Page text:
HUNT: His card has to be worth more than two bucks.
The Mets will soon host the All-Star Game at Citi Field. However, on this date in 1964, Shea Stadium was home to its only All-Star Game, won 7-4 by the National League.
Second baseman Ron Hunt was the first Met to start an All-Star Game and went 1-for-3 with a single off the Angels’ Dean Chance.
Hunt played with the Mets from 1963-66, then went on to play with the Dodgers (1967), Giants (1968-70), Expos (1971-74) and Cardinals (also in 1974).
Hunt’s baseball legacy was summed up by this quote from him: “Some people give their bodies to science; I give mine to baseball.’’
He had a knack for being hit by pitches, and was plunked 243 times in his career (he had 1,429 career base hits). Incredibly, he was hit 50 times in 1971 while with the Giants. He led the league in that category for seven straight seasons.
There’s no interleague drama between the Mets and Angels, as is the case with most interleague match-ups.
SCIOSCIA: Hit infamous HR vs. Mets.
To me, the most interesting hook to this series is the return of Mike Scioscia against the Mets, the team during the 1980s that was supposed to be a dynasty, but won only one World Series.
There might have been another if not for Scioscia, then the catcher of the Los Angeles Dodgers. It was Scioscia who turned around the 1988 NLCS, and subsequently might have derailed those Mets, who had won 10 of 11 games against the Dodgers during the regular season.
The Mets were up 2-1 and cruising behind Dwight Gooden in Game 4, taking a 4-2 lead into the ninth. John Shelby led off the inning with a walk, then Scioscia crushed a Gooden deliver to deep right to force the game into extra innings.
The Dodgers eventually won it in the 12th on Kirk Gibson’s homer off Roger McDowell. Without Scioscia, Gibson doesn’t hit that homer, and likely not the one against Dennis Eckersley in the World Series.
It’s always interesting to look back at some of the old Mets. Some great players made a cameo in New York at the end of their careers.
SNIDER; One last moment in the Polo Grounds.
For example, Duke Snider, who hit a three-run homer on this date in 1962 off Diomedes Olivio in the ninth inning to give the Mets a 3-2 victory over St. Louis in the Polo Grounds. It wasn’t quite the Dodgers and Giants in the 1950’s, but for one day there was a Golden Age flashback in New York.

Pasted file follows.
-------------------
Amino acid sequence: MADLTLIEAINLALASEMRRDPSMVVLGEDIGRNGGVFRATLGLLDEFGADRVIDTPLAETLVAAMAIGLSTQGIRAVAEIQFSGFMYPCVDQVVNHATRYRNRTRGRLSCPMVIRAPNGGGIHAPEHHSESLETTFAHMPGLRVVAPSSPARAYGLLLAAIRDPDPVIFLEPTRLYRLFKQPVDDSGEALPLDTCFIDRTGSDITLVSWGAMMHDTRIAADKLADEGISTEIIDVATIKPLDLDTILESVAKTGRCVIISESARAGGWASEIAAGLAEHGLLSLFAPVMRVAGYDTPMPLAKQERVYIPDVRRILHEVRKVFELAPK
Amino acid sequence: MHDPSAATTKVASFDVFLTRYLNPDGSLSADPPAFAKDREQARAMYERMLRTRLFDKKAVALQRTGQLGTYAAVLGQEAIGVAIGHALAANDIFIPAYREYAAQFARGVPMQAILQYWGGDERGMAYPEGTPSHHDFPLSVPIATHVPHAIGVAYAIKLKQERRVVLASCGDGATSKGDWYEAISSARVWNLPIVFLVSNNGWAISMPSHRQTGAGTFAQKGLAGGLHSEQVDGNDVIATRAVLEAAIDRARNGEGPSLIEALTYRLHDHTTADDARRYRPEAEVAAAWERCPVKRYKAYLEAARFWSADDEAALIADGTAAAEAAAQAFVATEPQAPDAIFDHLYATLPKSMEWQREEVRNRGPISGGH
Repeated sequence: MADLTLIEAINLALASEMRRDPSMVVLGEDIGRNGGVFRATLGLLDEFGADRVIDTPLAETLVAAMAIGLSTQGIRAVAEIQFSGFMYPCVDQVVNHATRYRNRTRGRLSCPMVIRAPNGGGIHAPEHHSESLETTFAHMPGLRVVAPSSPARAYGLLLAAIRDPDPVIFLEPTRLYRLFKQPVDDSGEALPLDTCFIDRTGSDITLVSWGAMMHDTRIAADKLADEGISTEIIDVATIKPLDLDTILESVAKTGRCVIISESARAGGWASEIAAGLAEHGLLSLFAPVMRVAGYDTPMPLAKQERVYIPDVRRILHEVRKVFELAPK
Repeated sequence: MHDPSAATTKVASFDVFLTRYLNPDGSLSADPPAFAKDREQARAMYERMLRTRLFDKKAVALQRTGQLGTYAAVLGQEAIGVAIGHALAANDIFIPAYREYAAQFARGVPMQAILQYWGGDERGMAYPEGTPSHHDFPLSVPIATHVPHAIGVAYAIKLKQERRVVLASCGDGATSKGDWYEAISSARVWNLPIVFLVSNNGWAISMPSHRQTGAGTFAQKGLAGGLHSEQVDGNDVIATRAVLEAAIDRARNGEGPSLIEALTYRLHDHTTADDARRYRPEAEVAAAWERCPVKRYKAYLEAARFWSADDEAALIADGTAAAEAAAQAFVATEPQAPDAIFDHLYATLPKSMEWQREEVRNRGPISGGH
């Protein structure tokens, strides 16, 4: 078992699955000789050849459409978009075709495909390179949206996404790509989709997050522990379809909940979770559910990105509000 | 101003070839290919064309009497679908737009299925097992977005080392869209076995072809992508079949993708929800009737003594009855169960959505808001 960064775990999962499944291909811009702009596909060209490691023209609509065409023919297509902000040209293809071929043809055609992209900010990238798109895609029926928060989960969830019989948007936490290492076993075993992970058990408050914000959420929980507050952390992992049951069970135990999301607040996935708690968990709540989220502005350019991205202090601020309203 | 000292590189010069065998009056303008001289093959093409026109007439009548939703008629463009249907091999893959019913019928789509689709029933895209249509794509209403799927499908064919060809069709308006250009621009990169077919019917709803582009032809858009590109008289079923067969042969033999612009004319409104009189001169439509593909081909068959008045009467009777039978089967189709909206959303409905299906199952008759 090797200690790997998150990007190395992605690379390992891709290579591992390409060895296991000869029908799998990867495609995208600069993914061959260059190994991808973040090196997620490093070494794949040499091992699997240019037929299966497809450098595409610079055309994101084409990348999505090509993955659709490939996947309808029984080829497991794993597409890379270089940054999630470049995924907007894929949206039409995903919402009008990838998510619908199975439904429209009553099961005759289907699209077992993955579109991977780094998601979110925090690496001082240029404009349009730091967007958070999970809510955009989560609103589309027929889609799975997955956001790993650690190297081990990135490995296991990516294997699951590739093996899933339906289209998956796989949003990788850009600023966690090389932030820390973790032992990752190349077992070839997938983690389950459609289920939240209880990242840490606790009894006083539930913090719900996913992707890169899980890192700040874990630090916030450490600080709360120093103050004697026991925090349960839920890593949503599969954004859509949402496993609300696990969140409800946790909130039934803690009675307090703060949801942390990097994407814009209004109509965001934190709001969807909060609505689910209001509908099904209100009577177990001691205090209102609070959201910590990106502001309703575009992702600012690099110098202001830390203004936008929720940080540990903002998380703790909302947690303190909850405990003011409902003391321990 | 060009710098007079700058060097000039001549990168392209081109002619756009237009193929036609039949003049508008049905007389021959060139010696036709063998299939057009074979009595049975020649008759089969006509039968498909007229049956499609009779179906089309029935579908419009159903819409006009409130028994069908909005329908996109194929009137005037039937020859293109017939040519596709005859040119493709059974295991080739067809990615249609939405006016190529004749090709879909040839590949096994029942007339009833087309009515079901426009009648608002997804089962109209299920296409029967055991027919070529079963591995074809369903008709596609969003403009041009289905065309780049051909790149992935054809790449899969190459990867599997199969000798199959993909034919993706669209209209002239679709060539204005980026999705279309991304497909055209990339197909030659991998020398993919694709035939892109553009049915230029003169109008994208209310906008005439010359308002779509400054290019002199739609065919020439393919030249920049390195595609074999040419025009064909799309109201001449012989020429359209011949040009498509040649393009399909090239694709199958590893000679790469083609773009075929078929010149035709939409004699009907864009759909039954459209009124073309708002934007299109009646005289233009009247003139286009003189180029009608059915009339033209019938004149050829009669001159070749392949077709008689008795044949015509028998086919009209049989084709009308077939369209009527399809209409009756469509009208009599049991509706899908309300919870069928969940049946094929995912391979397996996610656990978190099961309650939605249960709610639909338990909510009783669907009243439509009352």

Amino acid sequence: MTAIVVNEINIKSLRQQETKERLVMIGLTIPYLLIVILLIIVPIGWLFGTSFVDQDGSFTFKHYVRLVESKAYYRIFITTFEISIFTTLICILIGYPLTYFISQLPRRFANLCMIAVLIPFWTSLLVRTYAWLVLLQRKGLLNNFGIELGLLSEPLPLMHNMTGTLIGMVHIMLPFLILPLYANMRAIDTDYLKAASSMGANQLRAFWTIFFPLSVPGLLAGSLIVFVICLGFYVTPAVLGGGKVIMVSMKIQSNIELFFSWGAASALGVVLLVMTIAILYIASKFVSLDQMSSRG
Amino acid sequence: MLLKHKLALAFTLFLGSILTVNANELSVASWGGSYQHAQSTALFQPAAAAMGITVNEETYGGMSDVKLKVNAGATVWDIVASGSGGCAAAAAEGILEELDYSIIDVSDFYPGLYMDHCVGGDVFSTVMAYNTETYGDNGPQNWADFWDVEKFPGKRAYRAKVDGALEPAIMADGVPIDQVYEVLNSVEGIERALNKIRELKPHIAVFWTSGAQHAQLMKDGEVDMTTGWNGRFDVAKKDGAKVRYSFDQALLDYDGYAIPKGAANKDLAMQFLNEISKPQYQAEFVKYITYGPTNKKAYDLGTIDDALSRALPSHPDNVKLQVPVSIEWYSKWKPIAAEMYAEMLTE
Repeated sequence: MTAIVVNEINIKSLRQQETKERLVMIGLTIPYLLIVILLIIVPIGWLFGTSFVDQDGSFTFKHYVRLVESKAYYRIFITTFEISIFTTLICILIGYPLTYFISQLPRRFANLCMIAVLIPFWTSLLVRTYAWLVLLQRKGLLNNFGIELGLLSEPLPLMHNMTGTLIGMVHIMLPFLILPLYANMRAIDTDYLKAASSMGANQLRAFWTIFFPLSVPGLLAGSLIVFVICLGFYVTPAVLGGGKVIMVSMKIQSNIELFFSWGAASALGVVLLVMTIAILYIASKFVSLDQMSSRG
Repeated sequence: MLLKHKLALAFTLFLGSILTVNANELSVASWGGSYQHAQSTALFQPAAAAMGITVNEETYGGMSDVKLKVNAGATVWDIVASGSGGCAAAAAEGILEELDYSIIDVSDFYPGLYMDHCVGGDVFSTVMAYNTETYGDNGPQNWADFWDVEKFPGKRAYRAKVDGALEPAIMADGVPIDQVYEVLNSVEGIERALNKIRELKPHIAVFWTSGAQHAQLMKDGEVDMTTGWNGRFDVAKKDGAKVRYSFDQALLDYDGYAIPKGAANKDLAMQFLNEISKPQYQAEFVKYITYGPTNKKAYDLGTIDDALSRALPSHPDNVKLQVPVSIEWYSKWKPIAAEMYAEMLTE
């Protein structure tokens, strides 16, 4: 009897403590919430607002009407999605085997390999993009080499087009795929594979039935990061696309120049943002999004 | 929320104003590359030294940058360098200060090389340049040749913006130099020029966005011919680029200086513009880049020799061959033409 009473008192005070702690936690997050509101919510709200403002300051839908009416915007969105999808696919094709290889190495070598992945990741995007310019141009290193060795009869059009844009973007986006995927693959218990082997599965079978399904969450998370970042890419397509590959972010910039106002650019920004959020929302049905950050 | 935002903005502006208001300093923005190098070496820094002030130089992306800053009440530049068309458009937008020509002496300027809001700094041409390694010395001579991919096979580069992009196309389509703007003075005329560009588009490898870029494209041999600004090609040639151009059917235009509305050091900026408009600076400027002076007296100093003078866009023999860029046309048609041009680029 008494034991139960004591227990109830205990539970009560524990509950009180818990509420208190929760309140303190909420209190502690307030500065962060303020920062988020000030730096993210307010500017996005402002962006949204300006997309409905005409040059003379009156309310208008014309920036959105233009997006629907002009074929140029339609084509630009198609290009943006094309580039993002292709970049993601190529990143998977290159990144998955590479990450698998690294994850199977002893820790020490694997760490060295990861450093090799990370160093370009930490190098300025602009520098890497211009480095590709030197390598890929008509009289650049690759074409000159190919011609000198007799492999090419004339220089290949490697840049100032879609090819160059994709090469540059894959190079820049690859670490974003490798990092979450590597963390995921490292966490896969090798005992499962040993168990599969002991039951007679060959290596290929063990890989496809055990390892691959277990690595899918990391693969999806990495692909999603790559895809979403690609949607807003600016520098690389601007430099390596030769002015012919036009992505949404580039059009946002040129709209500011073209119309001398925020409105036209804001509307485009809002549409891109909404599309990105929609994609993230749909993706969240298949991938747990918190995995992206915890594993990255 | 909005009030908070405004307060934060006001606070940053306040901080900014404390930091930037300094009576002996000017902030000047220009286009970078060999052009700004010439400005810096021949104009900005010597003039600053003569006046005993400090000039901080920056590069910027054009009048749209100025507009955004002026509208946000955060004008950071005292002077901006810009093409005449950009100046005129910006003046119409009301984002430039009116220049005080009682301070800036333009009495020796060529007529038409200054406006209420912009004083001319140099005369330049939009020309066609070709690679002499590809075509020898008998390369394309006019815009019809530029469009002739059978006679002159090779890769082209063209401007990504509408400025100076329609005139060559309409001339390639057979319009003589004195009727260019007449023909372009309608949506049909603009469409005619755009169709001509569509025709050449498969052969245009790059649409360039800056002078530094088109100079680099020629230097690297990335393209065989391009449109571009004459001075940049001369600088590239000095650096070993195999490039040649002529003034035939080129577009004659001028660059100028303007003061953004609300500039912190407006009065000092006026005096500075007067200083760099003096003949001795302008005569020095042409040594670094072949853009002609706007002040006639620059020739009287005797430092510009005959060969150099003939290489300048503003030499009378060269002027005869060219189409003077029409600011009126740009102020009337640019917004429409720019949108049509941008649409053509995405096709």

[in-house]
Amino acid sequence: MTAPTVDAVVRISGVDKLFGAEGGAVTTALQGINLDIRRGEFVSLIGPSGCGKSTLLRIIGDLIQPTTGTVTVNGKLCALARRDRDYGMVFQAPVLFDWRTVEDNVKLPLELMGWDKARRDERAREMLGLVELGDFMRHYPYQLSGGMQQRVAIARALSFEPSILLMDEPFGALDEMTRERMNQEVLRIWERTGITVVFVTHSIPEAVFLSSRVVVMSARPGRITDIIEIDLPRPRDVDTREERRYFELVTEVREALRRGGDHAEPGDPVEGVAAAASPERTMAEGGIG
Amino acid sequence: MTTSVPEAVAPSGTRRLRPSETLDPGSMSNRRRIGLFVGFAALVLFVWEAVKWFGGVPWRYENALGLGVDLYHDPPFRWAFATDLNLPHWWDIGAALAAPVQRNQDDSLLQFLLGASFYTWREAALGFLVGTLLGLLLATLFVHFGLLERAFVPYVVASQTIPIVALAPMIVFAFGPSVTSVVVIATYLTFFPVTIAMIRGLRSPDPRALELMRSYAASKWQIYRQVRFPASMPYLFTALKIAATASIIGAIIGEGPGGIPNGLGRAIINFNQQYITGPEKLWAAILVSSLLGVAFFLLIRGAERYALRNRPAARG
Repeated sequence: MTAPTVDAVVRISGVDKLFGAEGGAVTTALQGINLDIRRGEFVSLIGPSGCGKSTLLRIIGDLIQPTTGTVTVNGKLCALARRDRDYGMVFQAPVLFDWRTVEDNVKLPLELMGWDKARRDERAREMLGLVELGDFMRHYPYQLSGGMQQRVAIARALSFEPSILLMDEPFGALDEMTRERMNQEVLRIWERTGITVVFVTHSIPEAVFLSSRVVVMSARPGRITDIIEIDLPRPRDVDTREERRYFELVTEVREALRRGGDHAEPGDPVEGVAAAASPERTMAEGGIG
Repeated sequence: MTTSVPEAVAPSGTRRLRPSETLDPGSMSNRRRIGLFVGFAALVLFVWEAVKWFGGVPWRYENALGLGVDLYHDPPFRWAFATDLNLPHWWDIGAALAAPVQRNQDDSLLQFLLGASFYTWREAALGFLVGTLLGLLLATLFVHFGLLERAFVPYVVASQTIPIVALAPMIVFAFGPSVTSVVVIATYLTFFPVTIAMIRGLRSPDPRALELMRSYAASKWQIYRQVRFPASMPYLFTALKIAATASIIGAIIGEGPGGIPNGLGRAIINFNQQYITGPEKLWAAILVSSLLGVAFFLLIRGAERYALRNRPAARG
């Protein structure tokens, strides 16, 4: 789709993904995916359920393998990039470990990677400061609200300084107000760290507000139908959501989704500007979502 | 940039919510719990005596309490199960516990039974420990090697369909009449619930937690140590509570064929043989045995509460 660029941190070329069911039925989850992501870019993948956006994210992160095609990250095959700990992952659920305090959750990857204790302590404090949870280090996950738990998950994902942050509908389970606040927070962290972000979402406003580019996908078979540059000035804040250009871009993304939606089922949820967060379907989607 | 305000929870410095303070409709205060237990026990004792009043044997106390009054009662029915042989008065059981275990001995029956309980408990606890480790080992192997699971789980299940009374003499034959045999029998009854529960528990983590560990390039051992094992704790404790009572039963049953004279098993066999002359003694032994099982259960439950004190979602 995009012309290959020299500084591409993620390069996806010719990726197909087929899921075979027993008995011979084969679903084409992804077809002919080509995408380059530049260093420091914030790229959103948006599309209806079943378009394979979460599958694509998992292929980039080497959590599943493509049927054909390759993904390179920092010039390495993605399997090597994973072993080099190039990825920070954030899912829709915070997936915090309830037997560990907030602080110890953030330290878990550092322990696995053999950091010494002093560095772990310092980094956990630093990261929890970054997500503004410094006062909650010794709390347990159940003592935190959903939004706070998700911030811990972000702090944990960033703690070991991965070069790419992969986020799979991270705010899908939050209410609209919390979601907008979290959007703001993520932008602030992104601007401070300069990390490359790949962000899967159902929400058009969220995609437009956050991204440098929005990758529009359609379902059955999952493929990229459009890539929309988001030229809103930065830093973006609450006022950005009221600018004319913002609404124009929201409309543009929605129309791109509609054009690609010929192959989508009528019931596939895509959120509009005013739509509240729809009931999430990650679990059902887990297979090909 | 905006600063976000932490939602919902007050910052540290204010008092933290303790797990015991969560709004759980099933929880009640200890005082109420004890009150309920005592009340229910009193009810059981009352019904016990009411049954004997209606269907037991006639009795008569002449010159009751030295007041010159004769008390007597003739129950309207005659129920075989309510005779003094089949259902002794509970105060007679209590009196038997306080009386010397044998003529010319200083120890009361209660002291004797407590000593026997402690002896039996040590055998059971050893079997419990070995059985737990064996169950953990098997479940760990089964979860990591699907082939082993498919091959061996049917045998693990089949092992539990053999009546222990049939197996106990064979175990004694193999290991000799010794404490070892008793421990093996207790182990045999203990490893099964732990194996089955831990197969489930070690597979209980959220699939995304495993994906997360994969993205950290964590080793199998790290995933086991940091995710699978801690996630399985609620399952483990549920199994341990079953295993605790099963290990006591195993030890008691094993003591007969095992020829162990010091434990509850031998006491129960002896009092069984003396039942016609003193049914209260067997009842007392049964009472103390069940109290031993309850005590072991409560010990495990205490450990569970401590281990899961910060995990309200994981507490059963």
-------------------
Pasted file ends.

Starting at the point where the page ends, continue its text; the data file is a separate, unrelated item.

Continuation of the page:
Interesting story about when Snider first joined the Mets. Charlie Neal had No. 4, but wouldn’t give it up to Snider. Snider eventually got the number when Neal was traded.
Snider was popular with Mets’ fans who still held an emotional connection to the Dodgers – no doubt, Fred Wilpon fell into this category. Of course, what makes the Mets unique is their roots are found in two other teams, which has caused the franchise to constantly seek its own identity.
That hasn’t always been easy, and the team took considerable heat in the opening of Citi Field, which featured the Jackie Robinson Rotunda and had little acknowledgement of the Mets’ own history.
The following season, in what really was an ironic and sad turn, Snider was traded to the Giants and retired after that year.
SNIDER’S CAREER NUMBERS
The Mets’ starting pitching was projected to be a concern this season and that has been the case, ranking 14th of 16 with a 4.74 ERA and 11-17 record.
Much of the problem has been with what was supposed to be two of the more consistent pitchers, R.A. Dickey and Mike Pelfrey.
Chris Capuano, a low-risk gamble signing like Chris Young, is 2-4, but has worked into the seventh inning in three of his last four starts.
With a victory this afternoon, the Mets would be 19-21, before returning home for two-game series against Florida and Washington at Citi Field, before interleague play begins Friday at Yankee Stadium.
If you’d like to weigh in during today’s game, click onto the Mets Chat icon to your left. Looking forward to hearing from you.
I had to chuckle this afternoon when I tuned into the talk show and heard the announcer say it was time to trade Jason Bay, that a change of scenery would do him good.
BAY: At intro press conference. In happier times.
How could it not?
Citi Field might be too expansive for Bay, and sure there’s the New York pressure, and playing somewhere else just might turn around his career. But, it is wishful thinking.
Bay isn’t going anywhere, at least not for a few years, anyway.
Only somebody with deep pocket would be willing to take the balance of Bay’s $66 million contract off the Mets’ hands, but nobody wants to do the Wilpons any favors.
The Red Sox backed off their initial offer to back because of concerns over his knees and shoulder, and whether they would hold up over the course of the contract.
So far, those haven’t been an issue like Bay’s concussion and oblique, but they are still out there. What is on everybody’s radar is Bay’s monstrous contract, a full no-trade clause, and lack of production, notably a dramatic drop in power.
Sure, Bay might benefit from going elsewhere, and no doubt the Mets would like to get out from under his contract, but he’s not going anywhere.
Just wishful thinking.